“The Chancellor has an excellent record of freezing duty but by not referring to it in the Autumn Statement, he implied that the 57.95p currently charged on every litre will be subject to inflationary increases in line with RPI from April 2016 onwards. And, even an above inflation increase cannot be ruled out. But what is very clear is that any increase will go down like a lead balloon with motorists.

“We strongly urge Mr Osborne not to go down this route. As a tax, fuel duty is well past its ‘sell by date’ – a fact clearly demonstrated by the underlying year-on year decline in revenue as vehicles become more fuel-efficient and ultra-low carbon vehicles become the norm.

“Indeed, fuel duty revenues have only been maintained at their current levels because nearly two million extra cars have been licensed for road use in the last five years. However, the Chancellor cannot rely on an ever-increasing number of cars on the road to balance the books.

“The Chancellor should really be giving more back to motorists who are constantly complaining that the quality of the country’s roads is sub-standard. Whilst the Government is to be applauded for announcing ring-fenced funding for major roads, local roads are still in dire need of an increased level of long-term investment.”

The RAC pre-Budget research showed that 81% of motorists rate the current state of roads in their local areas, in terms of surface quality and potholes, as poor. Ninety-two per cent say that not enough of the revenue from fuel duty is spent on maintaining and improving local roads.

As a result, 86% think the Government should create a ring-fenced fund to maintain local roads, similar to that announced for major roads in the summer 2015 Budget by hypothecation of vehicle excise duty receipts.

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  • weave - 14/03/2016 11:20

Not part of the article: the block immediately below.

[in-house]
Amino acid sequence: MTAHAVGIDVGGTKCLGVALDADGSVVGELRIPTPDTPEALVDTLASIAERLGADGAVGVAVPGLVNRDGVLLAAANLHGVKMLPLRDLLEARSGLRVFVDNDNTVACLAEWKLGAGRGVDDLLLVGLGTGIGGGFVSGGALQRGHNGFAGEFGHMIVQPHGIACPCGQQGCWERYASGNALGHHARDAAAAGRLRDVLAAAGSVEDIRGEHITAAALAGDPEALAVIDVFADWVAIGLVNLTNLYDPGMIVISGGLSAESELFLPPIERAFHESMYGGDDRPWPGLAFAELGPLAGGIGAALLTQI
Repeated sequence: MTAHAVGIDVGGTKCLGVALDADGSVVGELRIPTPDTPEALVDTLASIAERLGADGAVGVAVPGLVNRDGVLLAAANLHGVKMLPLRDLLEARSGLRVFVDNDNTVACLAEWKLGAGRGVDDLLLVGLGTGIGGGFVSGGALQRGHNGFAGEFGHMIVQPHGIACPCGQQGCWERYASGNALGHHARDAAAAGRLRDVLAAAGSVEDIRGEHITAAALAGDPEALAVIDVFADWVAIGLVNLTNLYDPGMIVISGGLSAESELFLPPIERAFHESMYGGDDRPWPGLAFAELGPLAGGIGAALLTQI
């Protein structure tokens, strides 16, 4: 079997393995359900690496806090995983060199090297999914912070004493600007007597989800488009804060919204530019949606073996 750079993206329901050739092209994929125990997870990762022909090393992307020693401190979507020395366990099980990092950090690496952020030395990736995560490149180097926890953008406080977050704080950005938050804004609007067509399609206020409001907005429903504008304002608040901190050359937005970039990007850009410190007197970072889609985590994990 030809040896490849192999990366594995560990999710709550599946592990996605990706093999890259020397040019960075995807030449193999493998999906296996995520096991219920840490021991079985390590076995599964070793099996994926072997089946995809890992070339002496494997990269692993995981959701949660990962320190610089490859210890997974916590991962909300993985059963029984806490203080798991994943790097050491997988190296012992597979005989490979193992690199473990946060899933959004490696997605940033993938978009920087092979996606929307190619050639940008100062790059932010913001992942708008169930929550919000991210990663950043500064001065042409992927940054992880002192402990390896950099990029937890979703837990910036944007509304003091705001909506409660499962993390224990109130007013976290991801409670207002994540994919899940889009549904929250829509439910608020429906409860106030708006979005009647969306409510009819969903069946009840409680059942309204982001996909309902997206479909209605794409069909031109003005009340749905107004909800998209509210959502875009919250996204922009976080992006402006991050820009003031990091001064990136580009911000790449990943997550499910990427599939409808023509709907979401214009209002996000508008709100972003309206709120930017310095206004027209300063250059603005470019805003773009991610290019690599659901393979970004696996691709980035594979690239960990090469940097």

It must be time to re-visit the concept of eradicating road fund licence all together and lumping the tax raised that way onto the cost of petrol. Doing this would save the government/Swansea licensing a heck of a lot of admin, it would also save us the motorist the hassle of taxing cars (which many more forget to do since the demise of the disc). The governments focus on low CO2 output for cars is a nonsense. Whilst it may have driven manufacturers to try to produce cars that ultimately emit less pollutants into the atmosphere, in the main this has been done by capturing those pollutants rather than not producing them in the first place. Cars now carry the additional weight of catalytic convertors, DPF filters etc and these of course have to be manufactured and distributed at a cost to the environment. In addition these devices restrict the performance of the car to a degree. Surely we would simply be better off incentivising manufacturers to make cars that use the least fuel possible. (Oh, & I mean use the least fuel not have regulatory figures that say they use the least fuel). This way the Rolls-Royce that emits loads of CO2 but is only used at a weekend would likely use less fuel and emit less CO2 than a typical rep mobile that has a low CO2 output but does 1000 miles a week. Come on, it's obvious which example uses the roads most and causes the most wear on the road so why does one cost nearly £500 to tax for a year and the other one £30? Put the cost on a litre of fuel and a better balanced charging structure is created plus there would be a genuine incentive to use less fuel. If less fuel is used surely less CO2 is emitted too! Plus of course it would also mean visitors to our isle pay a proportion of the current RFL each time they buy fuel. This idea is not new and now the tax disc is gone it seems even more logical to me. Regards to all Weave